Economic Development, Food Service & Agriculture, and Retail

Retailers now see GR differently

February 12, 2016
| By Pat Evans |
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As Anthony Martir prepares to open his seventh Bravo! Cucina Italiana this month, he’s been blown away by support from the Grand Rapids community.

The restaurant opens officially Feb. 18 at its new building at Knapp’s Crossing, but Martir said responses to invitations for the soft opening Feb. 15 and 16 have come back, and both lunch and dinner are fully booked.

“I’ve never seen that,” Martir said, adding he’ll still honor the dining certificates for people who weren’t able to secure reservations. “I’ve done seven openings and our first international store in Puerto Rico, but we’ve filled up quicker than we thought.”

Martir said Bravo! has been looking at the Grand Rapids market for at least five years, and after an initial spot fell through last year, settled on the Knapp’s Corner development on East Beltline Avenue.

The lack of retail space in West Michigan is a concern, said Mike Murray, principal at Colliers International of West Michigan. Murray said the inventory in many of the area’s traditional retail corridors — Alpine Avenue and 28th Street SE, in particular — is low. That poses a problem for some real estate agents and potential retailers wanting to move in the area.

“We have to be creative in our role helping the retailers find a new location,” Murray said. “There even have been buyouts of tenants who have been there too long. You have XYZ retailers who look like they’re doing fine, but their concept is tired, and they might take a check to walk away.”

Also on the docket is added retail development, especially in areas such as the M-6 corridor where Tanger Outlets opened last year and on East Beltline NE. Murray said there will be more retailers new to West Michigan building within the year.

A lot of that construction, however, will be spec construction, according to Rod Alderink, principal at NAI Wisinski of West Michigan. He cited the exodus of skilled craftsmen from West Michigan during the Great Recession as a reason occupancy is high in the retail segment.

“Our contractors in West Michigan are busy — we’re not seeing a ton of new development because our cost of construction is so high,” Alderink said. “We’ve absorbed a good chunk of the vacant space so we will see more development, but banks aren’t excited about spec retail. But we will see more tenant-driven projects.”

Alderink also names the Great Recession as a reason national retailers are looking at West Michigan as a place to develop new business. As retailers sat back and waited to see what happened when the economy dipped, they were able to make a plan and figure out which markets were recovering best. Among those was West Michigan.

He cited the Grandville area, Knapp’s Corner, 28th Street, M-6 and Alpine Avenue as proof the area’s retail market is extremely strong.

“Grand Rapids was, at one time, a tertiary market to look at after they went to Chicago or Detroit,” Alderink said. “Now it’s a place to be.”

For Bravo!, the draw was partly because of the dynamic neighborhood: Thousands of new residents are flocking to the Grand Rapids Township and Ada areas.

“I don’t know if there’s a formula we follow to say ‘this place has so many people so we need to be there,’” Martir said. “We look at if there’s a college around or a large shopping area that’s popular, and if it’s a right fit. Grand Rapids is a place we’ve wanted to be because it’s such a great and vibrant market.”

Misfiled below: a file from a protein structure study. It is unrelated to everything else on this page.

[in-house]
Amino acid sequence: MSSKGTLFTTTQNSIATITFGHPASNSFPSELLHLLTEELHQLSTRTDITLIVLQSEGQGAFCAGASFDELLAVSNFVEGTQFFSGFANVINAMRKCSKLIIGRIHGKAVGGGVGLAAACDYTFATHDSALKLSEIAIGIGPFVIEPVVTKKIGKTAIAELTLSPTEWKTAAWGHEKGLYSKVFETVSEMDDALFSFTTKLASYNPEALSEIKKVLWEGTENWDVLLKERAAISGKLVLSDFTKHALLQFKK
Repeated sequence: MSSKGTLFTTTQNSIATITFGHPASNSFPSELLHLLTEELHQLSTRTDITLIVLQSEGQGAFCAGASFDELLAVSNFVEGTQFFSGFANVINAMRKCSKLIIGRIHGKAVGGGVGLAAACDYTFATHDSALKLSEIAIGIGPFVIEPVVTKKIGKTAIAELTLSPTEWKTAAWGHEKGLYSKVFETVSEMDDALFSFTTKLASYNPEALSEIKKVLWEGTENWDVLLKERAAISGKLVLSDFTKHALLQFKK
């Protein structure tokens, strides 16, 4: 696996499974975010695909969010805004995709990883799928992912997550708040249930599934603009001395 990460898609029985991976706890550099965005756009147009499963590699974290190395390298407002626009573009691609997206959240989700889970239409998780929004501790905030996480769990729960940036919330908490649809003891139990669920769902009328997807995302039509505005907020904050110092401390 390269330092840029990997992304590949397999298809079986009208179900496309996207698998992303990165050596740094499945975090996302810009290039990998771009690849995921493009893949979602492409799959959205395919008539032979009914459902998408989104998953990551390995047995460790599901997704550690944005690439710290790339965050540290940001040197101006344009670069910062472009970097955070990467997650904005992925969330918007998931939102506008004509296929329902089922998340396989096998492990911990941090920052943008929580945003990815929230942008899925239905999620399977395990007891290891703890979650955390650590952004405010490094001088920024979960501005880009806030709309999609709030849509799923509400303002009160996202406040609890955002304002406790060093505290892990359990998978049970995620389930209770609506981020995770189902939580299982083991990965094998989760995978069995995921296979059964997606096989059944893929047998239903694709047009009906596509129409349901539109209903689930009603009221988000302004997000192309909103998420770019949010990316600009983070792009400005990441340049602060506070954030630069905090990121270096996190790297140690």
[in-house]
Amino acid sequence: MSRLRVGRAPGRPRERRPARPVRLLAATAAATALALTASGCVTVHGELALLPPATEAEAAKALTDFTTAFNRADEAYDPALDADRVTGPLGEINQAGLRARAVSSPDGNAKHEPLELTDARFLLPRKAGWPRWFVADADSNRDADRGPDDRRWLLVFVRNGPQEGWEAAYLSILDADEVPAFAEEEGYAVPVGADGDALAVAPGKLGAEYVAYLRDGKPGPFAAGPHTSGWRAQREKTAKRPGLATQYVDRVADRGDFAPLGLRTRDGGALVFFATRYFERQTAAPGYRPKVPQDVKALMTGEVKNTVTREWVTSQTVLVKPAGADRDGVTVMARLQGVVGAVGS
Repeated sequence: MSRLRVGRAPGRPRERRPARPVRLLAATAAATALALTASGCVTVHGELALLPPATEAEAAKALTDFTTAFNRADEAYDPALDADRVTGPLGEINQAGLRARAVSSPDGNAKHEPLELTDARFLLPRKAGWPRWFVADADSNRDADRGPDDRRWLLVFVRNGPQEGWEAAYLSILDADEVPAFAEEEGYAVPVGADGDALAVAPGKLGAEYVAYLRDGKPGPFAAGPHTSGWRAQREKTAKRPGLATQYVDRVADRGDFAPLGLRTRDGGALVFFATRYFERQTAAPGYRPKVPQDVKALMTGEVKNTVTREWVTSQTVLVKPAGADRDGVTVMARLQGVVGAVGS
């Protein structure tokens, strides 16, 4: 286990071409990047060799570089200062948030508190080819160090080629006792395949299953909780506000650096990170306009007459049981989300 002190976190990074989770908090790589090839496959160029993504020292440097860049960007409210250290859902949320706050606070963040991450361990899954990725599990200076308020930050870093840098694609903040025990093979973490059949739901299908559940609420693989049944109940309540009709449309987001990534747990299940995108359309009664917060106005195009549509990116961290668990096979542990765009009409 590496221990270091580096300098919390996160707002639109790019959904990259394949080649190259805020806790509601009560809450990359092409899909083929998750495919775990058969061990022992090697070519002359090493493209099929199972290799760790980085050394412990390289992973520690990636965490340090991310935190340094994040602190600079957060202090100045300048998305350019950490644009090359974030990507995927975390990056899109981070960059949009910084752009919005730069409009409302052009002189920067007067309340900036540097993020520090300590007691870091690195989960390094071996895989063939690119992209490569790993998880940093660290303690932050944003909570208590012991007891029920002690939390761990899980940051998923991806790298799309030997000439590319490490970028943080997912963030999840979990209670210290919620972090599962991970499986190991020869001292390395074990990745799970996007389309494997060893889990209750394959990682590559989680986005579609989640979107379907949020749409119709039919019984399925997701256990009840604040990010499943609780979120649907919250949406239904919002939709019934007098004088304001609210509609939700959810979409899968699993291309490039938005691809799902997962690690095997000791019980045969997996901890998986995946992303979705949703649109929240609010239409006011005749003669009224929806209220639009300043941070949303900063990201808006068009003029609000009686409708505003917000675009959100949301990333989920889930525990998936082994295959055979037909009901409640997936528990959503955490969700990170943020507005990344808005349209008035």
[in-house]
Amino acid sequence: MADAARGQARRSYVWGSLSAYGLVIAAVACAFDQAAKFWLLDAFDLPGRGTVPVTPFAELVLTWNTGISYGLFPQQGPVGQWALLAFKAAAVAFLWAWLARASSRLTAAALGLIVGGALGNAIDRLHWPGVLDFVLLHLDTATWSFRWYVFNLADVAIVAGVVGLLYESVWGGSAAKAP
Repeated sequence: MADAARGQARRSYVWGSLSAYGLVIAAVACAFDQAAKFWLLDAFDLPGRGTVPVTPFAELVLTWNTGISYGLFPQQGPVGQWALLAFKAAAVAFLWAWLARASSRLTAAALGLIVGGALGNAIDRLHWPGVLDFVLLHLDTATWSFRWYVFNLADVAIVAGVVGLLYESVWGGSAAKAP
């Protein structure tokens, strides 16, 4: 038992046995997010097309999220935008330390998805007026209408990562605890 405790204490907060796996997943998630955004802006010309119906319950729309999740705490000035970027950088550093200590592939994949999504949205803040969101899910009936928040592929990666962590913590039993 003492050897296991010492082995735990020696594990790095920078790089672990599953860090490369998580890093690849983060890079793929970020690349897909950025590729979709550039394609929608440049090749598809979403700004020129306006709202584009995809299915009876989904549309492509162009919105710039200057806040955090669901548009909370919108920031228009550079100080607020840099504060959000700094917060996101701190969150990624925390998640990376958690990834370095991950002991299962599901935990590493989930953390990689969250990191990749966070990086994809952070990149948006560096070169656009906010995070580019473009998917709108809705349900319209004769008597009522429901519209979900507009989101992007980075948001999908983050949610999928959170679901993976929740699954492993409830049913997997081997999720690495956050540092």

Martir said Bravo! didn’t look at the downtown area because its concept is an upscale casual eatery with a family atmosphere. The parent company does have another concept — Brio Tuscan Grille — that Martir said would be a better fit for downtown.

Downtown Grand Rapids is a whole different animal when it comes to retail, as mom-and-pop businesses and local restaurants generally are the rule. Part of the reason for that is national retailers like to be near other successful major retailers and like to have the flexible space to run their concept, Murray said.

Downtown Grand Rapids also is nearly 100 percent full from a retail real estate standpoint, and the road system makes it easy to get from one place to another faster than in other cities, Murray said, citing the ability to go from 28th Street or downtown to Alpine Avenue quickly.

“If a grocery store or Walgreens or CVS or Rite Aid wanted to move downtown, where do you put them?” Murray said. “Chicago has a convenience store on every corner. They have the space and the population.”

The demand for major retailers in downtown will come from the people who live there, Alderink said. He applauded Grand Rapids’ efforts to make downtown a cool place to live, which in the long run will bring the national names to downtown, he said.

He added that parking will be an issue until the critical mass of downtown residents can support a national retailer without relying on suburbanites who need parking.

“We’ll continue to see local, regional and national names looking at downtown; we just need a bit more mass,” Alderink said. “Look at the peripheral: Wealthy Street picked up Biggby and Subway. Names like that are circling downtown. Wolfgang Puck is downtown now. There are some neat things happening.”

National names that have come to the area, such as Wolfgang Puck, Cabela’s, Tanger Outlets and Trader Joe’s, are prompting other large retailers to take notice.

“Every new name that enters the market opens up another set of eyes looking at us,” Murray said. “People are noticing the names coming here, the universities, the JW Marriott. When they analyze the market, we look good to them.”

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